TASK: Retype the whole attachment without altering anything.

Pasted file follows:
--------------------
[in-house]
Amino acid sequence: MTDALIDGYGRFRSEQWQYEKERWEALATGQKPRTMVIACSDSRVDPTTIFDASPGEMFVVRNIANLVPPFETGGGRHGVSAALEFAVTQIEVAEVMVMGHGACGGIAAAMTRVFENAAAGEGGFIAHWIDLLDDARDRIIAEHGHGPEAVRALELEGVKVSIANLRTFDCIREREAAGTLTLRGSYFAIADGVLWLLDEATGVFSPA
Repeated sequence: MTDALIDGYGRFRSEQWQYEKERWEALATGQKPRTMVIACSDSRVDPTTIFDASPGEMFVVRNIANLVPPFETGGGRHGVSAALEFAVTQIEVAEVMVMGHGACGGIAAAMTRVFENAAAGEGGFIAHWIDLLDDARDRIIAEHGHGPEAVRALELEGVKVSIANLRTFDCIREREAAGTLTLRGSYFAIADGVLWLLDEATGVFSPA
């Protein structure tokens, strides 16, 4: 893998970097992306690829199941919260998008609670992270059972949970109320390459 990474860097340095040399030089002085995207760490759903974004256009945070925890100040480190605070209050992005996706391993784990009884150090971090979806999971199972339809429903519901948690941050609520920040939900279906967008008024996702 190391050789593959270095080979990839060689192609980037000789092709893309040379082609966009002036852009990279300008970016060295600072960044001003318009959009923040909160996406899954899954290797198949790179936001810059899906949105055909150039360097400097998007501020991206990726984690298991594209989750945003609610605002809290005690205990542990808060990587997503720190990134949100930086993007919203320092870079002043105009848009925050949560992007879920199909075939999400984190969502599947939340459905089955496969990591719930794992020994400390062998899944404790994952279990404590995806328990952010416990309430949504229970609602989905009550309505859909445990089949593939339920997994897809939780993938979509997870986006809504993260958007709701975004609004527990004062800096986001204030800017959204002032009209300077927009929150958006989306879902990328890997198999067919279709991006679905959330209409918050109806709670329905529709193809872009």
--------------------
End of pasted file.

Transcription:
[in-house]
Amino acid sequence: MTDALIDGYGRFRSEQWQYEKERWEALATGQKPRTMVIACSDSRVDPTTIFDASPGEMFVVRNIANLVPPFETGGGRHGVSAALEFAVTQIEVAEVMVMGHGACGGIAAAMTRVFENAAAGEGGFIAHWIDLLDDARDRIIAEHGHGPEAVRALELEGVKVSIANLRTFDCIREREAAGTLTLRGSYFAIADGVLWLLDEATGVFSPA
Repeated sequence: MTDALIDGYGRFRSEQWQYEKERWEALATGQKPRTMVIACSDSRVDPTTIFDASPGEMFVVRNIANLVPPFETGGGRHGVSAALEFAVTQIEVAEVMVMGHGACGGIAAAMTRVFENAAAGEGGFIAHWIDLLDDARDRIIAEHGHGPEAVRALELEGVKVSIANLRTFDCIREREAAGTLTLRGSYFAIADGVLWLLDEATGVFSPA
């Protein structure tokens, strides 16, 4: 893998970097992306690829199941919260998008609670992270059972949970109320390459 990474860097340095040399030089002085995207760490759903974004256009945070925890100040480190605070209050992005996706391993784990009884150090971090979806999971199972339809429903519901948690941050609520920040939900279906967008008024996702 190391050789593959270095080979990839060689192609980037000789092709893309040379082609966009002036852009990279300008970016060295600072960044001003318009959009923040909160996406899954899954290797198949790179936001810059899906949105055909150039360097400097998007501020991206990726984690298991594209989750945003609610605002809290005690205990542990808060990587997503720190990134949100930086993007919203320092870079002043105009848009925050949560992007879920199909075939999400984190969502599947939340459905089955496969990591719930794992020994400390062998899944404790994952279990404590995806328990952010416990309430949504229970609602989905009550309505859909445990089949593939339920997994897809939780993938979509997870986006809504993260958007709701975004609004527990004062800096986001204030800017959204002032009209300077927009929150958006989306879902990328890997198999067919279709991006679905959330209409918050109806709670329905529709193809872009």